Arbuscular Mycorrhizal Fungal Communities of High Mountain Ecosystems of South America: Relationship with Microscale and Macroscale Factors

  • Florencia SoterasEmail author
  • Eugenia Menoyo
  • Gabriel Grilli
  • Alejandra G. Becerra
Part of the Fungal Biology book series (FUNGBIO)


The high mountain ecosystems of South America represent one of the main hotspots of biodiversity. There is an increasing interest in disentangling global patterns of arbuscular mycorrhizal fungi (AMF). Recently studies postulated that the majority of AMF taxa are cosmopolitan, although community composition changes depend on microscale and macroscale factors. In this Chapter we reviewed the studies performed at high mountain ecosystems of South America analyzing the richness of morphospecies and structure of AMF communties in relation to microscale (host species, pH, N, P) and macroscale factors (latitude, temperature, precipitation). AMF communities differed in both scales being associated with sampling site, vegetation type or host identity. Glomeraceae and Gigasporaceae families were related to micro- and macro-scale factors, while Acaulosporaceae did not show significant relationships with neither micro- nor with macro-scale factors. At higher scales, AMF community composition of tropical and temperate ecosystems differed due to latitude, precipitation and temperature. Meanwhile, at lower scales soil characteristics and host species became the most relevant factors in differentiating AMF composition of sites. AMF communities of high mountain forests of South America are differentially affected by the particular characteristics of these environments different from the cosmopolitan pattern.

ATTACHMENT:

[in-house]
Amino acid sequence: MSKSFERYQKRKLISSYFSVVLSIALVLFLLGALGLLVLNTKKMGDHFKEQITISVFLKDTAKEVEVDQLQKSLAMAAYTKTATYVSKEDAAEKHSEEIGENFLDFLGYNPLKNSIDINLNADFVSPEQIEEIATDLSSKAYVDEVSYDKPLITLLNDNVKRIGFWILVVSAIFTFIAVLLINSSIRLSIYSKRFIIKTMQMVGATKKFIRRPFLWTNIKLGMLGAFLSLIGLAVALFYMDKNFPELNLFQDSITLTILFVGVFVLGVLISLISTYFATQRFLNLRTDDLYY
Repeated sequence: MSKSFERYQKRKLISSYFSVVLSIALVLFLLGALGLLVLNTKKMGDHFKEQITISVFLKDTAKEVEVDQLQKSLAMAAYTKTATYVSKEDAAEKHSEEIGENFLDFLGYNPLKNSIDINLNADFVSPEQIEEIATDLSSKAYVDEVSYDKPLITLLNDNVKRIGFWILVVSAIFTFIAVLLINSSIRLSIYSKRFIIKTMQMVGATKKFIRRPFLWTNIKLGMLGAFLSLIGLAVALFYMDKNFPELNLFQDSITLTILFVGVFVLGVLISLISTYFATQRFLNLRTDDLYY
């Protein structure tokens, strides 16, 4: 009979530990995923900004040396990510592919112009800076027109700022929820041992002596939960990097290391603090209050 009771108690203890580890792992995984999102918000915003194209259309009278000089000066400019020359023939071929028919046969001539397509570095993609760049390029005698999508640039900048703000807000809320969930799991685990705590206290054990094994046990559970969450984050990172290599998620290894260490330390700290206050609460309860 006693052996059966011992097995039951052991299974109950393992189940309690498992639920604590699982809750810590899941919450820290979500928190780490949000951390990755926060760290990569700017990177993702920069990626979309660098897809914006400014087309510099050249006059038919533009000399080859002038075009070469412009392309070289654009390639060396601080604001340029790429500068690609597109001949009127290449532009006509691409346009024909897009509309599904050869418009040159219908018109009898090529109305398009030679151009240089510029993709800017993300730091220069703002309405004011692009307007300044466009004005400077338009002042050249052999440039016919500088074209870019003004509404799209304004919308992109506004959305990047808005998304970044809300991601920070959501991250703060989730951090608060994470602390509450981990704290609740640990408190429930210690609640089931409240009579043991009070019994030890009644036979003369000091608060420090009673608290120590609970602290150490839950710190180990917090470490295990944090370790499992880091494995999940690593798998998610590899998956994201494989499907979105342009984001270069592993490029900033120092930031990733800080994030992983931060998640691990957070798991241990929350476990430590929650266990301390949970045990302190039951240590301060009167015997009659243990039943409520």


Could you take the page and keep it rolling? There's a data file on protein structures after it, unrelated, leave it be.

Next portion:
Abiotic factors Arbuscular mycorrhizal fungi Geographical structure Highlands 



This work was financially supported by FONCyT (BID PICT 438–2006 granted to A.B., BID 2015 PICT 338 granted to F.S), and Idea Wild Foundation. All authors are staff researchers from CONICET.


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© Springer Nature Switzerland AG 2019

Authors and Affiliations

  • Florencia Soteras
    • 1
    Email author
  • Eugenia Menoyo
    • 2
  • Gabriel Grilli
    • 3
  • Alejandra G. Becerra
    • 3
  1. 1.Laboratorio de Ecología Evolutiva y Biología Floral, IMBIV, CONICETUniversidad Nacional de CórdobaCórdobaArgentina
  2. 2.Grupo de Estudios Ambientales, IMASL, CONICETUniversidad Nacional de San LuisSan LuisArgentina
  3. 3.Laboratorio de Micología, IMBIV, CONICET, and Cátedra de Diversidad Biológica I, Facultad de Ciencias Exactas, Físicas y NaturalesUniversidad Nacional de CórdobaCórdobaArgentina

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